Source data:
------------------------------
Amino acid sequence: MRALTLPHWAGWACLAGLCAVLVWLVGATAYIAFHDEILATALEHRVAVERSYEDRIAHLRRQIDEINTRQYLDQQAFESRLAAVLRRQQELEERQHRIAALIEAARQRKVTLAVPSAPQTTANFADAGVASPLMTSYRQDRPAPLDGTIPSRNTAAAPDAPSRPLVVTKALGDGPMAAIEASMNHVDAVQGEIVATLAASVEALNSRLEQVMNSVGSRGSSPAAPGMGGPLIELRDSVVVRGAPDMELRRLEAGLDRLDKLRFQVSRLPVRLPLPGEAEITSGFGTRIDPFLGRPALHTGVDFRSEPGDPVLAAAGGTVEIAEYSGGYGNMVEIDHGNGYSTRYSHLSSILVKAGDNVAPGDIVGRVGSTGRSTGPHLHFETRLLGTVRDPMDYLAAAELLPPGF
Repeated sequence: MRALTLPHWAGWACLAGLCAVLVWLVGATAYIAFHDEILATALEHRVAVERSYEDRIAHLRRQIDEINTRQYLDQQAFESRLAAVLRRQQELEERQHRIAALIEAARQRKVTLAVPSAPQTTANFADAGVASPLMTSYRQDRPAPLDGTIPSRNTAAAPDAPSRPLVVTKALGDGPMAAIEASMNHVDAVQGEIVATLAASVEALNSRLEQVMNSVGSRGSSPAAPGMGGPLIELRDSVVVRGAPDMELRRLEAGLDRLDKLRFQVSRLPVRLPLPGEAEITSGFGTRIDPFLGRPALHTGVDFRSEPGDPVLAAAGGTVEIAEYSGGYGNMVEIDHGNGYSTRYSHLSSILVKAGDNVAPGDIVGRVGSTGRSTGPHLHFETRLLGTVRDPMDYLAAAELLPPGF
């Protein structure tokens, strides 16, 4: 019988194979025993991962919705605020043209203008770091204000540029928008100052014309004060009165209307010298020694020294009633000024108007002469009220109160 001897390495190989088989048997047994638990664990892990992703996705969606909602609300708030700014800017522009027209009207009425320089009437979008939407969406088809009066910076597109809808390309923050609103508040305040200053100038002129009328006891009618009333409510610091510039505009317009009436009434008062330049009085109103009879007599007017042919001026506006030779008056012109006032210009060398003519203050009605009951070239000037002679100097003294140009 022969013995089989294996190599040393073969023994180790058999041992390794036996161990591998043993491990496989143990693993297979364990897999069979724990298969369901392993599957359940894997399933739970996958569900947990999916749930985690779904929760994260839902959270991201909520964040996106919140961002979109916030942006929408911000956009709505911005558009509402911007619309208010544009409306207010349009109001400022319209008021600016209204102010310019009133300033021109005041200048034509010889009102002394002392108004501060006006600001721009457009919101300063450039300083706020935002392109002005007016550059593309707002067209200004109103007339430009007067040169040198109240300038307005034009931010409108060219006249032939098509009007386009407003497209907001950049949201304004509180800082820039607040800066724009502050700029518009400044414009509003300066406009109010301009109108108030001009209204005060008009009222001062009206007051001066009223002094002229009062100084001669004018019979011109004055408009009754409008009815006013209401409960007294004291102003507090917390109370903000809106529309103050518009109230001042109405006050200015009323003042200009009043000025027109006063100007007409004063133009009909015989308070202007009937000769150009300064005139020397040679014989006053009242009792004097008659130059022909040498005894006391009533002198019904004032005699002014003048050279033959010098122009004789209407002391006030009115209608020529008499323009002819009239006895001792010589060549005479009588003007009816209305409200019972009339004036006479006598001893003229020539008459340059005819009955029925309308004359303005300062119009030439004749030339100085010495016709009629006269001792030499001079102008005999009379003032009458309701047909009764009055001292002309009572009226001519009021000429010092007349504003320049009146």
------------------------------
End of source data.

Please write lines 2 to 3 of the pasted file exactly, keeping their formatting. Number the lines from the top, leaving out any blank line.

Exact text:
Repeated sequence: MRALTLPHWAGWACLAGLCAVLVWLVGATAYIAFHDEILATALEHRVAVERSYEDRIAHLRRQIDEINTRQYLDQQAFESRLAAVLRRQQELEERQHRIAALIEAARQRKVTLAVPSAPQTTANFADAGVASPLMTSYRQDRPAPLDGTIPSRNTAAAPDAPSRPLVVTKALGDGPMAAIEASMNHVDAVQGEIVATLAASVEALNSRLEQVMNSVGSRGSSPAAPGMGGPLIELRDSVVVRGAPDMELRRLEAGLDRLDKLRFQVSRLPVRLPLPGEAEITSGFGTRIDPFLGRPALHTGVDFRSEPGDPVLAAAGGTVEIAEYSGGYGNMVEIDHGNGYSTRYSHLSSILVKAGDNVAPGDIVGRVGSTGRSTGPHLHFETRLLGTVRDPMDYLAAAELLPPGF
């Protein structure tokens, strides 16, 4: 019988194979025993991962919705605020043209203008770091204000540029928008100052014309004060009165209307010298020694020294009633000024108007002469009220109160 001897390495190989088989048997047994638990664990892990992703996705969606909602609300708030700014800017522009027209009207009425320089009437979008939407969406088809009066910076597109809808390309923050609103508040305040200053100038002129009328006891009618009333409510610091510039505009317009009436009434008062330049009085109103009879007599007017042919001026506006030779008056012109006032210009060398003519203050009605009951070239000037002679100097003294140009 022969013995089989294996190599040393073969023994180790058999041992390794036996161990591998043993491990496989143990693993297979364990897999069979724990298969369901392993599957359940894997399933739970996958569900947990999916749930985690779904929760994260839902959270991201909520964040996106919140961002979109916030942006929408911000956009709505911005558009509402911007619309208010544009409306207010349009109001400022319209008021600016209204102010310019009133300033021109005041200048034509010889009102002394002392108004501060006006600001721009457009919101300063450039300083706020935002392109002005007016550059593309707002067209200004109103007339430009007067040169040198109240300038307005034009931010409108060219006249032939098509009007386009407003497209907001950049949201304004509180800082820039607040800066724009502050700029518009400044414009509003300066406009109010301009109108108030001009209204005060008009009222001062009206007051001066009223002094002229009062100084001669004018019979011109004055408009009754409008009815006013209401409960007294004291102003507090917390109370903000809106529309103050518009109230001042109405006050200015009323003042200009009043000025027109006063100007007409004063133009009909015989308070202007009937000769150009300064005139020397040679014989006053009242009792004097008659130059022909040498005894006391009533002198019904004032005699002014003048050279033959010098122009004789209407002391006030009115209608020529008499323009002819009239006895001792010589060549005479009588003007009816209305409200019972009339004036006479006598001893003229020539008459340059005819009955029925309308004359303005300062119009030439004749030339100085010495016709009629006269001792030499001079102008005999009379003032009458309701047909009764009055001292002309009572009226001519009021000429010092007349504003320049009146």